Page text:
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a92ecdd Jul 13, 2016
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How to use a non-builder image for the final application image

Overview

For dynamic languages like PHP, Python, or Ruby, the build-time and run-time environments are the same. In this case using the builder as a base image for a resulting application image is natural.

For compiled languages like C, C++, Go, or Java, the dependencies necessary for compilation might dramatically outweigh the size of the actual runtime artifacts, or provide attack surface areas that are undesirable in an application image. To keep runtime images slim, S2I enables a multiple-step build processes, where a binary artifact such as an executable or Java WAR file is created in the first builder image, extracted, and injected into a second image that simply places the executable in the correct location for execution. To give you even more abilities to customize a resulting image, S2I is also executing an assemble-runtime script inside of this (runtime) image. In this way you may do final adjustments by modifying files before an image will be committed.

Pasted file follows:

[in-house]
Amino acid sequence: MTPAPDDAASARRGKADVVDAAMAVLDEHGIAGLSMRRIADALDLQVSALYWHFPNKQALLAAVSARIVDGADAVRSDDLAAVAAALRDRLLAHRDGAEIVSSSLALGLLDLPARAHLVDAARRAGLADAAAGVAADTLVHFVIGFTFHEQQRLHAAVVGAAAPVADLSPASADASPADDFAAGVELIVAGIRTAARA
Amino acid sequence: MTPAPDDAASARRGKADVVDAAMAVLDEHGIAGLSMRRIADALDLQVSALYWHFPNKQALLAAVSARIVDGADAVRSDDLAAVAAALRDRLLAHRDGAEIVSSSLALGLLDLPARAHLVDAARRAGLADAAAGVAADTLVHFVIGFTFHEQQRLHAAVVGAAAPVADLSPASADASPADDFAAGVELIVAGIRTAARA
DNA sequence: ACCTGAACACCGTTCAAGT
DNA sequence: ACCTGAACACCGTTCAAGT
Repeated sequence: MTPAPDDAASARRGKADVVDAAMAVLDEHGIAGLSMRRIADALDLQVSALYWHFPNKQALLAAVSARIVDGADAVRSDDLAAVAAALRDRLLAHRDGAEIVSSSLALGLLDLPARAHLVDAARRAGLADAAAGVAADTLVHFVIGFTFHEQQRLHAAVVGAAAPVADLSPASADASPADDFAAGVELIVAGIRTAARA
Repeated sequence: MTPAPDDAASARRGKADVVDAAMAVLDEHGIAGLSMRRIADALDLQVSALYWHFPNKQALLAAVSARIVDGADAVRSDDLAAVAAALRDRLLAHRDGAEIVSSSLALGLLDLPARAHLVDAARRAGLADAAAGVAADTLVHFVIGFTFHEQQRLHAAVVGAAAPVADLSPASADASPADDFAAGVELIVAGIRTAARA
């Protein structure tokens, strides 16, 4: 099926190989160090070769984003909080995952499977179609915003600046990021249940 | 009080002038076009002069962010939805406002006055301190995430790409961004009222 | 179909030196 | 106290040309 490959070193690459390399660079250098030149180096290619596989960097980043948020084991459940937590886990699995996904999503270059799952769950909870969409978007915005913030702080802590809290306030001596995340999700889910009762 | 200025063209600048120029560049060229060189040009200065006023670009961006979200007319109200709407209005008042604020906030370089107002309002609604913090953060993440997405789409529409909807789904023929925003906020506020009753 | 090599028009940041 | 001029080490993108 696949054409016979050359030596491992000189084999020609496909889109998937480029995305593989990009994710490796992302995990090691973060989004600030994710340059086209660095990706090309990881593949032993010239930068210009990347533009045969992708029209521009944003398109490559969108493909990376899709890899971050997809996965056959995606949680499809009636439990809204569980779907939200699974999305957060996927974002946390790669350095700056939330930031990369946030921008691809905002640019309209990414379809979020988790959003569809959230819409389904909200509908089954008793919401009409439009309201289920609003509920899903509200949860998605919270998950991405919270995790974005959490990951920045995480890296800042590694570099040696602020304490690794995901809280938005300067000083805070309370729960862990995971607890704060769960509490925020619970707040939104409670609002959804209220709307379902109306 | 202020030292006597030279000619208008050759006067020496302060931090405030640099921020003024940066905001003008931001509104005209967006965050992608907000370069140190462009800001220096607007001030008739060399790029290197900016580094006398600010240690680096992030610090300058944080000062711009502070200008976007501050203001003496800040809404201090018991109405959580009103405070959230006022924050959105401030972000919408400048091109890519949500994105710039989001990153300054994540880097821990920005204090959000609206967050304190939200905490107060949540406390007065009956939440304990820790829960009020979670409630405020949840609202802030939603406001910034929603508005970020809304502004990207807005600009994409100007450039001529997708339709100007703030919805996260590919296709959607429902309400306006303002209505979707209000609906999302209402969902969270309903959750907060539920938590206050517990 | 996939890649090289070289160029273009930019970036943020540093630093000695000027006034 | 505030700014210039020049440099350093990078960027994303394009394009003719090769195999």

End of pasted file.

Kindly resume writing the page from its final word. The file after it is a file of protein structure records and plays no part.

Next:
The following diagram illustrates the build workflow:

s2i workflow

How it works

To make this work S2I needs to know the following:

  • builder image
  • mapping of the artifacts
  • runtime image

This information is specified during S2I invocation:

s2i build <repo> <builder-image> <my-app> --runtime-image <runtime-image> --runtime-artifact </path/to/artifact>

The only arguments here are the --runtime-image and --runtime-artifact options. The first option specifies the image that will be used as the base image for the final application image. The second option specifies a full path to a file (or directory) that will exist in the builder container after assembly and will be copied into the WORKDIR of the runtime container.

For our example S2I will do the following steps:

  1. run a builder container and invoke the assemble script (as usual)